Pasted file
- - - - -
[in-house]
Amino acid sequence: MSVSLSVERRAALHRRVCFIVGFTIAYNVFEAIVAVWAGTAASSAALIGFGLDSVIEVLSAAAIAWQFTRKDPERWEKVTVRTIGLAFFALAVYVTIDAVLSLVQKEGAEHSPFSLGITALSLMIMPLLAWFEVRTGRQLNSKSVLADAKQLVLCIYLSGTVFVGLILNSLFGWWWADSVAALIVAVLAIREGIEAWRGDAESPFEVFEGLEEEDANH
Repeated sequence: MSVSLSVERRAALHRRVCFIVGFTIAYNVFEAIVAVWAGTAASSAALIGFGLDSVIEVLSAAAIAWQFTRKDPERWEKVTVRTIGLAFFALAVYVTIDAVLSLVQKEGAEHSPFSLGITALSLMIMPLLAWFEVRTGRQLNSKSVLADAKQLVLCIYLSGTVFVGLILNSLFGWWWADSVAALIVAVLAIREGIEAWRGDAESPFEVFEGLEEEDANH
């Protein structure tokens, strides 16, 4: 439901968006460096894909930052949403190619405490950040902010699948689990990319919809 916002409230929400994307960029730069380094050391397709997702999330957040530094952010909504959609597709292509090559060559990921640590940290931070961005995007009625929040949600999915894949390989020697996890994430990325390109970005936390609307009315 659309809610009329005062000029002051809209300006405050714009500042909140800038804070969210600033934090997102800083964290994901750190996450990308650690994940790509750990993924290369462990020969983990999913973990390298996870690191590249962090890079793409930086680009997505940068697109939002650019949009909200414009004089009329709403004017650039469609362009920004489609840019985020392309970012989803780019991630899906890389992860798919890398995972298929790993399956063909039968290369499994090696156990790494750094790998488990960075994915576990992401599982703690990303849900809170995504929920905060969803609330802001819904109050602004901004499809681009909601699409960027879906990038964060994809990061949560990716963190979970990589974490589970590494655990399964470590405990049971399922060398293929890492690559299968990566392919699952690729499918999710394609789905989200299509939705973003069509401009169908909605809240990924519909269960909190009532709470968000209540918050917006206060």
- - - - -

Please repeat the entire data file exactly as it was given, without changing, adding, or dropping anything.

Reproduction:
[in-house]
Amino acid sequence: MSVSLSVERRAALHRRVCFIVGFTIAYNVFEAIVAVWAGTAASSAALIGFGLDSVIEVLSAAAIAWQFTRKDPERWEKVTVRTIGLAFFALAVYVTIDAVLSLVQKEGAEHSPFSLGITALSLMIMPLLAWFEVRTGRQLNSKSVLADAKQLVLCIYLSGTVFVGLILNSLFGWWWADSVAALIVAVLAIREGIEAWRGDAESPFEVFEGLEEEDANH
Repeated sequence: MSVSLSVERRAALHRRVCFIVGFTIAYNVFEAIVAVWAGTAASSAALIGFGLDSVIEVLSAAAIAWQFTRKDPERWEKVTVRTIGLAFFALAVYVTIDAVLSLVQKEGAEHSPFSLGITALSLMIMPLLAWFEVRTGRQLNSKSVLADAKQLVLCIYLSGTVFVGLILNSLFGWWWADSVAALIVAVLAIREGIEAWRGDAESPFEVFEGLEEEDANH
């Protein structure tokens, strides 16, 4: 439901968006460096894909930052949403190619405490950040902010699948689990990319919809 916002409230929400994307960029730069380094050391397709997702999330957040530094952010909504959609597709292509090559060559990921640590940290931070961005995007009625929040949600999915894949390989020697996890994430990325390109970005936390609307009315 659309809610009329005062000029002051809209300006405050714009500042909140800038804070969210600033934090997102800083964290994901750190996450990308650690994940790509750990993924290369462990020969983990999913973990390298996870690191590249962090890079793409930086680009997505940068697109939002650019949009909200414009004089009329709403004017650039469609362009920004489609840019985020392309970012989803780019991630899906890389992860798919890398995972298929790993399956063909039968290369499994090696156990790494750094790998488990960075994915576990992401599982703690990303849900809170995504929920905060969803609330802001819904109050602004901004499809681009909601699409960027879906990038964060994809990061949560990716963190979970990589974490589970590494655990399964470590405990049971399922060398293929890492690559299968990566392919699952690729499918999710394609789905989200299509939705973003069509401009169908909605809240990924519909269960909190009532709470968000209540918050917006206060």